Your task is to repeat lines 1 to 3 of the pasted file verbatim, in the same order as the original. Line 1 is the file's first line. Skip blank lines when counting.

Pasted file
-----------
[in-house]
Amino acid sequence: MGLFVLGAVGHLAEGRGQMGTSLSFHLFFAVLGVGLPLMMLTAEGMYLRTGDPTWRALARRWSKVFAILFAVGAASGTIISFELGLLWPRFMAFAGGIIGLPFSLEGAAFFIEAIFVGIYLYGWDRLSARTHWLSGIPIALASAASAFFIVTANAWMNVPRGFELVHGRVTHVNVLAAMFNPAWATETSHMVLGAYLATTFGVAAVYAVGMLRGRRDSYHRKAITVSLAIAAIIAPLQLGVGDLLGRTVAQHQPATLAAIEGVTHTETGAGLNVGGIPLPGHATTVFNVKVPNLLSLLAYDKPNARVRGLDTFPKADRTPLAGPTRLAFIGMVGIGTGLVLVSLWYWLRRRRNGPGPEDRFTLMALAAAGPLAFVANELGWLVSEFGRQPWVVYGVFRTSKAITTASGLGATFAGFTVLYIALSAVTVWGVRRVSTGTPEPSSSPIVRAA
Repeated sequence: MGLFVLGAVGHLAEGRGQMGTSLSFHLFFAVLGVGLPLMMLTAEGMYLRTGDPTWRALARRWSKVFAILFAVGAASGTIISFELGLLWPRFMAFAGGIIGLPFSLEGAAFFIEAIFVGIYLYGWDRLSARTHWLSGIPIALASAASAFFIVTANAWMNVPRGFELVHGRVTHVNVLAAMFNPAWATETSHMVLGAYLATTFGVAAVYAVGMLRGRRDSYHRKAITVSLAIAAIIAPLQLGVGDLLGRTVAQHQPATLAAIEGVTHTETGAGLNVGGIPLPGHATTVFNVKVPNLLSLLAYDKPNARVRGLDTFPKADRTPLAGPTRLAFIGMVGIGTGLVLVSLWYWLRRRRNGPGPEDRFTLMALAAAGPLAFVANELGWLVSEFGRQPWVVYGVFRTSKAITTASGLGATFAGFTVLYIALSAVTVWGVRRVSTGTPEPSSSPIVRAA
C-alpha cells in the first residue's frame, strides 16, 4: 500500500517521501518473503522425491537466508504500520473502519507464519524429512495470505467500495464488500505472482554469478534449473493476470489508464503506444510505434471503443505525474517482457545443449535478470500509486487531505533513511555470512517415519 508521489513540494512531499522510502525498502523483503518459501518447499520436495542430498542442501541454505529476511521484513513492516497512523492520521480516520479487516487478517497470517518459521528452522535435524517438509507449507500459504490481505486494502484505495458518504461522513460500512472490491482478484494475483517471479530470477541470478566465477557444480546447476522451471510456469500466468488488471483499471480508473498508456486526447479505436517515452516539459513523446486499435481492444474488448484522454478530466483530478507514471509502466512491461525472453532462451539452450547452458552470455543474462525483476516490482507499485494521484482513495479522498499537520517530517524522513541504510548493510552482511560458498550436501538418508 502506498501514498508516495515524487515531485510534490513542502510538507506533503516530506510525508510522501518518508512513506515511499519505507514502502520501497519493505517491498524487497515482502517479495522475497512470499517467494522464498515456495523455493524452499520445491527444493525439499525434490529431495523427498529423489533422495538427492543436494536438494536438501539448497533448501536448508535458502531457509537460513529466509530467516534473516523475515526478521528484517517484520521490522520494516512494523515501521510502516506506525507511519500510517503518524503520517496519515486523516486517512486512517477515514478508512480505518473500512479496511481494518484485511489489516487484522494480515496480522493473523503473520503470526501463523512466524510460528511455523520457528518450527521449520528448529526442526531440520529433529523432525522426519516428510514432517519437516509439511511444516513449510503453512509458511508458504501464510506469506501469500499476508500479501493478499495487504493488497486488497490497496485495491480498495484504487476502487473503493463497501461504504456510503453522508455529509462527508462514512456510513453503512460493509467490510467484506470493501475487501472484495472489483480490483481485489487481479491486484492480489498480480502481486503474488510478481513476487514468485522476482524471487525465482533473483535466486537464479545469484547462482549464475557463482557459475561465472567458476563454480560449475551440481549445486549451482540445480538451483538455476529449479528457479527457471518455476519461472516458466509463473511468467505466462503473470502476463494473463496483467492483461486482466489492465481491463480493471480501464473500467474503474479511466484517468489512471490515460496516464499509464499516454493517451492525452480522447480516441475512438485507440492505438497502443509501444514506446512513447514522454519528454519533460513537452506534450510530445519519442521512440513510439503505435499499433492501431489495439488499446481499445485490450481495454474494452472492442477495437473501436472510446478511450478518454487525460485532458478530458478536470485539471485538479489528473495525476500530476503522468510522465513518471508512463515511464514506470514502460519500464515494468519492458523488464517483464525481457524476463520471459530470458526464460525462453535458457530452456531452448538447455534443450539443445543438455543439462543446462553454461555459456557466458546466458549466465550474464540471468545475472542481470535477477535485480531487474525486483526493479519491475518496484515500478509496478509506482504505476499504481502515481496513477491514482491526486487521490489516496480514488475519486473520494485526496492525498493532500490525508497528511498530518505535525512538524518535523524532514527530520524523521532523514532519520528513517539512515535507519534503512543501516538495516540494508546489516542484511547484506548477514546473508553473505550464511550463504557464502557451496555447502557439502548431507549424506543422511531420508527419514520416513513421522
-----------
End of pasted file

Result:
[in-house]
Amino acid sequence: MGLFVLGAVGHLAEGRGQMGTSLSFHLFFAVLGVGLPLMMLTAEGMYLRTGDPTWRALARRWSKVFAILFAVGAASGTIISFELGLLWPRFMAFAGGIIGLPFSLEGAAFFIEAIFVGIYLYGWDRLSARTHWLSGIPIALASAASAFFIVTANAWMNVPRGFELVHGRVTHVNVLAAMFNPAWATETSHMVLGAYLATTFGVAAVYAVGMLRGRRDSYHRKAITVSLAIAAIIAPLQLGVGDLLGRTVAQHQPATLAAIEGVTHTETGAGLNVGGIPLPGHATTVFNVKVPNLLSLLAYDKPNARVRGLDTFPKADRTPLAGPTRLAFIGMVGIGTGLVLVSLWYWLRRRRNGPGPEDRFTLMALAAAGPLAFVANELGWLVSEFGRQPWVVYGVFRTSKAITTASGLGATFAGFTVLYIALSAVTVWGVRRVSTGTPEPSSSPIVRAA
Repeated sequence: MGLFVLGAVGHLAEGRGQMGTSLSFHLFFAVLGVGLPLMMLTAEGMYLRTGDPTWRALARRWSKVFAILFAVGAASGTIISFELGLLWPRFMAFAGGIIGLPFSLEGAAFFIEAIFVGIYLYGWDRLSARTHWLSGIPIALASAASAFFIVTANAWMNVPRGFELVHGRVTHVNVLAAMFNPAWATETSHMVLGAYLATTFGVAAVYAVGMLRGRRDSYHRKAITVSLAIAAIIAPLQLGVGDLLGRTVAQHQPATLAAIEGVTHTETGAGLNVGGIPLPGHATTVFNVKVPNLLSLLAYDKPNARVRGLDTFPKADRTPLAGPTRLAFIGMVGIGTGLVLVSLWYWLRRRRNGPGPEDRFTLMALAAAGPLAFVANELGWLVSEFGRQPWVVYGVFRTSKAITTASGLGATFAGFTVLYIALSAVTVWGVRRVSTGTPEPSSSPIVRAA